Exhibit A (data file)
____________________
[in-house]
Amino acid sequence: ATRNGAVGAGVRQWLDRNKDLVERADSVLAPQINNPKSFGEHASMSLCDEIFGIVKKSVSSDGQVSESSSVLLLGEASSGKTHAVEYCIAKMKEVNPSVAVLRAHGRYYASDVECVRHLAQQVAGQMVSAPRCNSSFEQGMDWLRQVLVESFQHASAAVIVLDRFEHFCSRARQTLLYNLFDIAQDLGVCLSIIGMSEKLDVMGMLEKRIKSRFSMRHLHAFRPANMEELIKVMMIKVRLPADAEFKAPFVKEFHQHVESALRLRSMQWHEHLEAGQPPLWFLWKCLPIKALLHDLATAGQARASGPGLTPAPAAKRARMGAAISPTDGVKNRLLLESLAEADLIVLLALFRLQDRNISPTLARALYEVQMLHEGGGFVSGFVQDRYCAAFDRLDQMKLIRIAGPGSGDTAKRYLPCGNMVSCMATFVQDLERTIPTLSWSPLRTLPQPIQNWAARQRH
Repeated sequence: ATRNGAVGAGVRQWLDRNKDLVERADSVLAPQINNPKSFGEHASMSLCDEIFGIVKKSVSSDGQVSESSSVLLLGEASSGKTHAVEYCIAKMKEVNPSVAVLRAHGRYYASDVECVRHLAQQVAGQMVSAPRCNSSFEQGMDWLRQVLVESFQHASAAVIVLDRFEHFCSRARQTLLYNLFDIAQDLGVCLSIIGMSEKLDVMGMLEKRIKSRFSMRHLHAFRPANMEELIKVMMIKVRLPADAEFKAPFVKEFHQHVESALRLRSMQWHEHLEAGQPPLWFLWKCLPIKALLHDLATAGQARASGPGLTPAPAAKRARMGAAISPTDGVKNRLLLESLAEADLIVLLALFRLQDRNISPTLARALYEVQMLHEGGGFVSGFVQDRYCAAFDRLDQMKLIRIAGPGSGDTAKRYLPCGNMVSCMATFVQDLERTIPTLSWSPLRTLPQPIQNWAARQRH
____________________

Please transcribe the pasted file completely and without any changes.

[in-house]
Amino acid sequence: ATRNGAVGAGVRQWLDRNKDLVERADSVLAPQINNPKSFGEHASMSLCDEIFGIVKKSVSSDGQVSESSSVLLLGEASSGKTHAVEYCIAKMKEVNPSVAVLRAHGRYYASDVECVRHLAQQVAGQMVSAPRCNSSFEQGMDWLRQVLVESFQHASAAVIVLDRFEHFCSRARQTLLYNLFDIAQDLGVCLSIIGMSEKLDVMGMLEKRIKSRFSMRHLHAFRPANMEELIKVMMIKVRLPADAEFKAPFVKEFHQHVESALRLRSMQWHEHLEAGQPPLWFLWKCLPIKALLHDLATAGQARASGPGLTPAPAAKRARMGAAISPTDGVKNRLLLESLAEADLIVLLALFRLQDRNISPTLARALYEVQMLHEGGGFVSGFVQDRYCAAFDRLDQMKLIRIAGPGSGDTAKRYLPCGNMVSCMATFVQDLERTIPTLSWSPLRTLPQPIQNWAARQRH
Repeated sequence: ATRNGAVGAGVRQWLDRNKDLVERADSVLAPQINNPKSFGEHASMSLCDEIFGIVKKSVSSDGQVSESSSVLLLGEASSGKTHAVEYCIAKMKEVNPSVAVLRAHGRYYASDVECVRHLAQQVAGQMVSAPRCNSSFEQGMDWLRQVLVESFQHASAAVIVLDRFEHFCSRARQTLLYNLFDIAQDLGVCLSIIGMSEKLDVMGMLEKRIKSRFSMRHLHAFRPANMEELIKVMMIKVRLPADAEFKAPFVKEFHQHVESALRLRSMQWHEHLEAGQPPLWFLWKCLPIKALLHDLATAGQARASGPGLTPAPAAKRARMGAAISPTDGVKNRLLLESLAEADLIVLLALFRLQDRNISPTLARALYEVQMLHEGGGFVSGFVQDRYCAAFDRLDQMKLIRIAGPGSGDTAKRYLPCGNMVSCMATFVQDLERTIPTLSWSPLRTLPQPIQNWAARQRH